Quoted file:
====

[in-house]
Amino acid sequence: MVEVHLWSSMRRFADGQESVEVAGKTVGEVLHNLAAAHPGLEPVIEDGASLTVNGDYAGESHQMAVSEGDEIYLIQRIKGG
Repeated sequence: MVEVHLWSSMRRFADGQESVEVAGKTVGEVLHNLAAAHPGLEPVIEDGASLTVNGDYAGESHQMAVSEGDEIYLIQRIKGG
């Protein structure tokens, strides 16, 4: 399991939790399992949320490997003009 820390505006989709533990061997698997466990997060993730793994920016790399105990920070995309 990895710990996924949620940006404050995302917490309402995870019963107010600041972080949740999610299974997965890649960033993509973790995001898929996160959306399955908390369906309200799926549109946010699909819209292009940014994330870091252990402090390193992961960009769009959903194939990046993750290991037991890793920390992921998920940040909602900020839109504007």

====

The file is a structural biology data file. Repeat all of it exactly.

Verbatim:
[in-house]
Amino acid sequence: MVEVHLWSSMRRFADGQESVEVAGKTVGEVLHNLAAAHPGLEPVIEDGASLTVNGDYAGESHQMAVSEGDEIYLIQRIKGG
Repeated sequence: MVEVHLWSSMRRFADGQESVEVAGKTVGEVLHNLAAAHPGLEPVIEDGASLTVNGDYAGESHQMAVSEGDEIYLIQRIKGG
């Protein structure tokens, strides 16, 4: 399991939790399992949320490997003009 820390505006989709533990061997698997466990997060993730793994920016790399105990920070995309 990895710990996924949620940006404050995302917490309402995870019963107010600041972080949740999610299974997965890649960033993509973790995001898929996160959306399955908390369906309200799926549109946010699909819209292009940014994330870091252990402090390193992961960009769009959903194939990046993750290991037991890793920390992921998920940040909602900020839109504007």